Book Talk: Joshua Rubenstein’s “The Last Days of Stalin,” Mon., Oct. 31 at noon

The Harvard Law School Library staff invite you to attend a book talk and discussion in celebration of Joshua Rubenstein’s recently published book titled The Last Days of Stalin (Yale Univ. Press).  This event is co-sponsored by the Harvard Law School Library and the Harvard Law School East Asian Legal Studies program.

Copies of The Last Days of Stalin will be available for sale and Joshua Rubenstein will be available for signing books at the end of the talk.

Monday, October 31, 2016 at noon, with lunch

Harvard Law School Room Lewis 214A (Directions)



1585 Massachusetts Ave., Cambridge

Josh Rubenstein poster

About Joshua Rubenstein

Joshua Rubenstein is an associate of the Davis Center for Russian and Eurasian Studies, Harvard University. He was an organizer and regional director for Amnesty International USA for thirty-seven years. His previous books include the National Jewish Book Award-winner Stalin’s Secret Pogrom, published by Yale University Press.

More About The Last Days of Stalin

“Joshua Rubenstein’s riveting account takes us back to the second half of 1952 when no one could foresee an end to Joseph Stalin’s murderous regime. He was poised to challenge the newly elected U.S. President Dwight Eisenhower with armed force, and was also broadening a vicious campaign against Soviet Jews. Stalin’s sudden collapse and death in March 1953 was as dramatic and mysterious as his life. It is no overstatement to say that his passing marked a major turning point in the twentieth century.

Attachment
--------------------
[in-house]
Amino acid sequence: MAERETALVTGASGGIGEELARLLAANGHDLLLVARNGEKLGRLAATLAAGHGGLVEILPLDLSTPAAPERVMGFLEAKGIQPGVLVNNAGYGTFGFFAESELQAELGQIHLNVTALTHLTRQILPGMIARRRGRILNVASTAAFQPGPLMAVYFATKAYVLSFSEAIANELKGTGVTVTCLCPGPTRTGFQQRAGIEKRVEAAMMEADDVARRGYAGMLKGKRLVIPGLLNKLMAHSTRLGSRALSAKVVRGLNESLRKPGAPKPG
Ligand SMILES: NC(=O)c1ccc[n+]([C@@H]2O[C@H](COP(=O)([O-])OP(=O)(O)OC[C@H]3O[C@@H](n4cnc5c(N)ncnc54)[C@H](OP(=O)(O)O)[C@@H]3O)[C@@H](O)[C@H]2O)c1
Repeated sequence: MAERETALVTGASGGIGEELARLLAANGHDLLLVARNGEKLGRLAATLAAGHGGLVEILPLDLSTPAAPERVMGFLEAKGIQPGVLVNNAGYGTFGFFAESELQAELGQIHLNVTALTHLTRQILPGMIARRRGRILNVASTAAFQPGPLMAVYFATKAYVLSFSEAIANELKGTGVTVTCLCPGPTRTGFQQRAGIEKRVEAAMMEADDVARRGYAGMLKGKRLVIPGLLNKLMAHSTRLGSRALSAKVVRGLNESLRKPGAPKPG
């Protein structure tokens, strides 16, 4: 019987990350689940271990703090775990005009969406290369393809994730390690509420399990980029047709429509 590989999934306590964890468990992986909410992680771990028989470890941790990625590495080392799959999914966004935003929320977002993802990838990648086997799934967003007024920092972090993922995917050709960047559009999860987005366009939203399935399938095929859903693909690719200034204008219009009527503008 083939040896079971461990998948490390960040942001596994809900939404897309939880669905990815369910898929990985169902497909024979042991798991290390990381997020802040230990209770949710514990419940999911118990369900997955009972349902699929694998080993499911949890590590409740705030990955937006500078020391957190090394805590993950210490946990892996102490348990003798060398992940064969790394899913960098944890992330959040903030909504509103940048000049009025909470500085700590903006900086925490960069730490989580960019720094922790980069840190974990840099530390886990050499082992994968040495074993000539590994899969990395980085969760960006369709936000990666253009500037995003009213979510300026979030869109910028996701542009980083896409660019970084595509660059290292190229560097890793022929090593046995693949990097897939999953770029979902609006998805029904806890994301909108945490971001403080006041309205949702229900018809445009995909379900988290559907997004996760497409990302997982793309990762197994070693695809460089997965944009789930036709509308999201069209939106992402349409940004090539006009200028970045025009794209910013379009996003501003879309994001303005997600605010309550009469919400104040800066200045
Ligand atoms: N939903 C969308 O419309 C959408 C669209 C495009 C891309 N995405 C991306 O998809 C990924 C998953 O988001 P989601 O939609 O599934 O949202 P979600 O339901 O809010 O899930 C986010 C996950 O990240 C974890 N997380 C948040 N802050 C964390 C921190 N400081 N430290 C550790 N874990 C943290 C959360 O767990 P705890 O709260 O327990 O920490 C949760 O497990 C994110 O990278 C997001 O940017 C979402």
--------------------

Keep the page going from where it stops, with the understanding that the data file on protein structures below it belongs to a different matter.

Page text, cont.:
The Last Days of Stalin is an engaging, briskly told account of the dictator’s final active months, the vigil at his deathbed, and the unfolding of Soviet and international events in the months after his death. Rubenstein throws fresh light on:

  • the devious plotting of Beria, Malenkov, Khrushchev, and other “comrades in arms” who well understood the significance of the dictator’s impending death;
  • the witness-documented events of his death as compared to official published versions;
    Stalin’s rumored plans to forcibly exile Soviet Jews;
  • the responses of Eisenhower and Secretary of State Dulles to the Kremlin’s conciliatory gestures after Stalin’s death; and
  • the momentous repercussions when Stalin’s regime of terror was cut short.” — Yale Univ. Press

Commentator

William C. Taubman